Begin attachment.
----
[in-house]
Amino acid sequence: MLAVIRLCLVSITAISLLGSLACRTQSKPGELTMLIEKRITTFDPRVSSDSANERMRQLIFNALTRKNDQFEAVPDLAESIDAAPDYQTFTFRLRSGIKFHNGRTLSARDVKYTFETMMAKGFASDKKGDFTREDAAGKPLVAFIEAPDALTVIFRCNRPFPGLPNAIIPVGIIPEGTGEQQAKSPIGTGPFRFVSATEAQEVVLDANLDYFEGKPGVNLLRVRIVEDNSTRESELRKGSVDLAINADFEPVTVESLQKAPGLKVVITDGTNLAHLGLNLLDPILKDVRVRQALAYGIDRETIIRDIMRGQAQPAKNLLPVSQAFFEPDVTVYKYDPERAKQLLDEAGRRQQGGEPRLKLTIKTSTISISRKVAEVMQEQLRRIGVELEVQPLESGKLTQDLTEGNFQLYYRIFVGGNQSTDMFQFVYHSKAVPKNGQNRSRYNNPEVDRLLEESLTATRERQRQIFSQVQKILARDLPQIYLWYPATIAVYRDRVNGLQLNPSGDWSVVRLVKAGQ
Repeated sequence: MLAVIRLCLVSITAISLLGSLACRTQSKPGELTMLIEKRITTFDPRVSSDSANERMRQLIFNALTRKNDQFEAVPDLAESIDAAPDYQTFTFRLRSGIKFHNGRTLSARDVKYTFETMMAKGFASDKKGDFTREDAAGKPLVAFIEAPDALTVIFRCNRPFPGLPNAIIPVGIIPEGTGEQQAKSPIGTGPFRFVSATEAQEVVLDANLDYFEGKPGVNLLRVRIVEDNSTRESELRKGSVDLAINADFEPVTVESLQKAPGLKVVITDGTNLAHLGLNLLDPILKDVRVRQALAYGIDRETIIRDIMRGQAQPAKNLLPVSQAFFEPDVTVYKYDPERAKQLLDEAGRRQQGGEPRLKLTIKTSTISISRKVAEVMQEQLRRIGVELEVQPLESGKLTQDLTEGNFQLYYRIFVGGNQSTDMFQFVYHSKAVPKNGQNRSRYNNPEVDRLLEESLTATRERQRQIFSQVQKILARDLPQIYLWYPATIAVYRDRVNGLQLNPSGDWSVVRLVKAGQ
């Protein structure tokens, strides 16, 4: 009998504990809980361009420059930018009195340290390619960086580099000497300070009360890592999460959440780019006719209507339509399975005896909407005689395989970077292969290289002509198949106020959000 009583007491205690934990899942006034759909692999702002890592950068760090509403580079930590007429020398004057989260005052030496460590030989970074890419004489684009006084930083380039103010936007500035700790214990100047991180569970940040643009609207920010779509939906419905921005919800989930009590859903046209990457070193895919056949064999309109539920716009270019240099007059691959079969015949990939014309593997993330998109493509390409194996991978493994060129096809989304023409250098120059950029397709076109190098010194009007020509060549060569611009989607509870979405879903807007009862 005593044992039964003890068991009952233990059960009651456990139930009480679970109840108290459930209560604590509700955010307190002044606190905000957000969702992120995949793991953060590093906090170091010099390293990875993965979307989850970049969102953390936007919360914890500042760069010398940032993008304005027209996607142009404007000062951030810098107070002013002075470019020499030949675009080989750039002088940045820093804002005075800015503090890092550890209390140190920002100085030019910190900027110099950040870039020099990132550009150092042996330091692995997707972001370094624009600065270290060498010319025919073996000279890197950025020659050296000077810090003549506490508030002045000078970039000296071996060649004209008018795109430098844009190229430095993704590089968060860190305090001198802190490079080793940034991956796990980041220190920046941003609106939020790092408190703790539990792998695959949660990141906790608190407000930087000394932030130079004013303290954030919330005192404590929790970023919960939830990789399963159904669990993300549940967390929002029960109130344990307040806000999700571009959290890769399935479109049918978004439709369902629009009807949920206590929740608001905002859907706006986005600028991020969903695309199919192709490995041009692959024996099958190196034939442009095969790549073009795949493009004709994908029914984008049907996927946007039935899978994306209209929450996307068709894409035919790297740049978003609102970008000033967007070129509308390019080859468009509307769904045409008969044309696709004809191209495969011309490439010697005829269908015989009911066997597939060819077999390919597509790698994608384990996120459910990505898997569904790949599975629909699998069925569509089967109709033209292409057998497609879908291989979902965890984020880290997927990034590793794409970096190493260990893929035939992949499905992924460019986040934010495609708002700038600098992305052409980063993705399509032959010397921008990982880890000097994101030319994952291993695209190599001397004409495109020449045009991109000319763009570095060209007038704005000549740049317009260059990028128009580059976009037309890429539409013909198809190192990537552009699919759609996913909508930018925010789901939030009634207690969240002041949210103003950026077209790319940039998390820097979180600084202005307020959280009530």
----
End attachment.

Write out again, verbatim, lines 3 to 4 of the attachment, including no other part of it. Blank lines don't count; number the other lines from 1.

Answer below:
Repeated sequence: MLAVIRLCLVSITAISLLGSLACRTQSKPGELTMLIEKRITTFDPRVSSDSANERMRQLIFNALTRKNDQFEAVPDLAESIDAAPDYQTFTFRLRSGIKFHNGRTLSARDVKYTFETMMAKGFASDKKGDFTREDAAGKPLVAFIEAPDALTVIFRCNRPFPGLPNAIIPVGIIPEGTGEQQAKSPIGTGPFRFVSATEAQEVVLDANLDYFEGKPGVNLLRVRIVEDNSTRESELRKGSVDLAINADFEPVTVESLQKAPGLKVVITDGTNLAHLGLNLLDPILKDVRVRQALAYGIDRETIIRDIMRGQAQPAKNLLPVSQAFFEPDVTVYKYDPERAKQLLDEAGRRQQGGEPRLKLTIKTSTISISRKVAEVMQEQLRRIGVELEVQPLESGKLTQDLTEGNFQLYYRIFVGGNQSTDMFQFVYHSKAVPKNGQNRSRYNNPEVDRLLEESLTATRERQRQIFSQVQKILARDLPQIYLWYPATIAVYRDRVNGLQLNPSGDWSVVRLVKAGQ
């Protein structure tokens, strides 16, 4: 009998504990809980361009420059930018009195340290390619960086580099000497300070009360890592999460959440780019006719209507339509399975005896909407005689395989970077292969290289002509198949106020959000 009583007491205690934990899942006034759909692999702002890592950068760090509403580079930590007429020398004057989260005052030496460590030989970074890419004489684009006084930083380039103010936007500035700790214990100047991180569970940040643009609207920010779509939906419905921005919800989930009590859903046209990457070193895919056949064999309109539920716009270019240099007059691959079969015949990939014309593997993330998109493509390409194996991978493994060129096809989304023409250098120059950029397709076109190098010194009007020509060549060569611009989607509870979405879903807007009862 005593044992039964003890068991009952233990059960009651456990139930009480679970109840108290459930209560604590509700955010307190002044606190905000957000969702992120995949793991953060590093906090170091010099390293990875993965979307989850970049969102953390936007919360914890500042760069010398940032993008304005027209996607142009404007000062951030810098107070002013002075470019020499030949675009080989750039002088940045820093804002005075800015503090890092550890209390140190920002100085030019910190900027110099950040870039020099990132550009150092042996330091692995997707972001370094624009600065270290060498010319025919073996000279890197950025020659050296000077810090003549506490508030002045000078970039000296071996060649004209008018795109430098844009190229430095993704590089968060860190305090001198802190490079080793940034991956796990980041220190920046941003609106939020790092408190703790539990792998695959949660990141906790608190407000930087000394932030130079004013303290954030919330005192404590929790970023919960939830990789399963159904669990993300549940967390929002029960109130344990307040806000999700571009959290890769399935479109049918978004439709369902629009009807949920206590929740608001905002859907706006986005600028991020969903695309199919192709490995041009692959024996099958190196034939442009095969790549073009795949493009004709994908029914984008049907996927946007039935899978994306209209929450996307068709894409035919790297740049978003609102970008000033967007070129509308390019080859468009509307769904045409008969044309696709004809191209495969011309490439010697005829269908015989009911066997597939060819077999390919597509790698994608384990996120459910990505898997569904790949599975629909699998069925569509089967109709033209292409057998497609879908291989979902965890984020880290997927990034590793794409970096190493260990893929035939992949499905992924460019986040934010495609708002700038600098992305052409980063993705399509032959010397921008990982880890000097994101030319994952291993695209190599001397004409495109020449045009991109000319763009570095060209007038704005000549740049317009260059990028128009580059976009037309890429539409013909198809190192990537552009699919759609996913909508930018925010789901939030009634207690969240002041949210103003950026077209790319940039998390820097979180600084202005307020959280009530």